Guest Post by: Becca Rowe, Marquette University student

“When you have one foot in the future and the other in the past, you piss on the present.” –Dan Harris, 10% Happier.

Graphic, I agree, but insightful. If you look beyond the shocking visual Harris has so graciously put in our heads, you will get a sense of how you’re doing life completely wrong.

RoweWe wander through life mindlessly – looking far into the future, while simultaneously rooting ourselves in the past. It is nearly impossible for us to live in the present. Not that reflection has no value, nor forward thinking a bad thing, but simply that we overlook our present. Our thoughts blind us from living through our present selves. We don’t notice the sensation of cool air hitting our skin as we step out of the shower because we are already thinking four steps ahead in our routine. We don’t see the myriad of vibrant colors in the cityscape, but you can bet that we will hyper-focus on where we are going, whom we are seeing and what we will be saying. Harris argues to be present is to be mindful, and here’s how he, and now I, figured that out.

Life is hard. It is messy and stressful and busy and intense and difficult and…well you surely get the gist. Life is not easy and nor do I believe it was intended to be. We are handed obstacles that challenge our minds to overcome, but more often than not we succumb to. In the case of Dan Harris it was battles with drug addiction, fame and anxiety that clouded his mind.

Harris’ troubling journey of skeptical self-discovery provides me inspiration. Not because his wit and cynicism speak to my soul, but because Harris’ path seems all too real. A self-help book on mindfulness will not tell you that being mindful is hard. It certainly will not tell you that your hunt for ‘happiness’ will leave you unsatisfied, but Harris does. His intent, I believe, is not to discourage us, but rather to challenge us to realistically see our world for what we can.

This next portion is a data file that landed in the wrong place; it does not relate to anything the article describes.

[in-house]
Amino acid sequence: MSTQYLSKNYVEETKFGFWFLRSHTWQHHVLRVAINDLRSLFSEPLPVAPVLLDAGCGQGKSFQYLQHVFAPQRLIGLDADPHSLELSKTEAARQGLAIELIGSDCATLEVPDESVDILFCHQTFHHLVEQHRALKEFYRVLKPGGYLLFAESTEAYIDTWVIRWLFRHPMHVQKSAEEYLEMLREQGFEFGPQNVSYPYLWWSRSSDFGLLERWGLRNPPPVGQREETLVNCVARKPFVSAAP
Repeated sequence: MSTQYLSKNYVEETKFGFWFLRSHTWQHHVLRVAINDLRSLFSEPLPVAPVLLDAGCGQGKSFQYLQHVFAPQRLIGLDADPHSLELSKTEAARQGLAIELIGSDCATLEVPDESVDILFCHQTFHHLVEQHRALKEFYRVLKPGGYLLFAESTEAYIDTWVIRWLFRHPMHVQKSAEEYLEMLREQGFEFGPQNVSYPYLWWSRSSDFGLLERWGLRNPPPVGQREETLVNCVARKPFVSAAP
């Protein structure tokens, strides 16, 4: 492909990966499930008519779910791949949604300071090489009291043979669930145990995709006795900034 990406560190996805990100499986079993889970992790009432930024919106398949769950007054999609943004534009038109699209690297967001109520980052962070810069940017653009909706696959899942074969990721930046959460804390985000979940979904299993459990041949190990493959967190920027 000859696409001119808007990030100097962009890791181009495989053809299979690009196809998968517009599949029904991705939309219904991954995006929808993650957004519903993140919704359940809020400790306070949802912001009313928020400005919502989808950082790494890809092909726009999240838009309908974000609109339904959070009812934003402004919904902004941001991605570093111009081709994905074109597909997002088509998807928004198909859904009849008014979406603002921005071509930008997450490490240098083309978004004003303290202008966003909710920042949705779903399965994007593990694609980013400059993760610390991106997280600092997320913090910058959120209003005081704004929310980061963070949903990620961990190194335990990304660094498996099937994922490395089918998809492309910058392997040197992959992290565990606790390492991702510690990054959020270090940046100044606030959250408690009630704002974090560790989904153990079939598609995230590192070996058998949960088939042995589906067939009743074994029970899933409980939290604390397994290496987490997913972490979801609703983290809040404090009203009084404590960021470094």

Through mindfulness we grasp reality—real reality, not the false realities we create in our heads, but what life is like right here and now. Clear minds produce pure thoughts. Pure thoughts come from feelings. Feelings are sensations of the mind and body’s interconnectedness. Our mental clarity relies on our mindfulness, and what are we doing for our person if we cannot experience our present lives? My answer is that we are doing ourselves a grave injustice.

I am victim of a clouded and mindless life. My battles with depression, anxiety, stress and learning disabilities compiled with increasing financial and personal responsibility flood my head with confusion. I struggle with resonating in the past to planning my life years from now in a continuous cycle of unproductivity. Self admittedly this process has numbed my feelings. I was trapped in self-destructive cycles, which I only realized when I was on the brink of giving up everything. But then I was told to breathe. Not just an average breath, but a full and focused breath. I was told to feel my stomach rising and falling. I was told to not think, but feel and that’s when it hit me. Like a literal burden had been lifted from my shoulders, I sank into the chair. I rose feeling calm and focused, unlike I had ever felt before. And that is how I started my journey of mindfulness.

Harris writes it best when he says, “meditation is not about feeling a certain way. It’s about feeling the way you feel.” And feeling what you feel is a beautiful thing.


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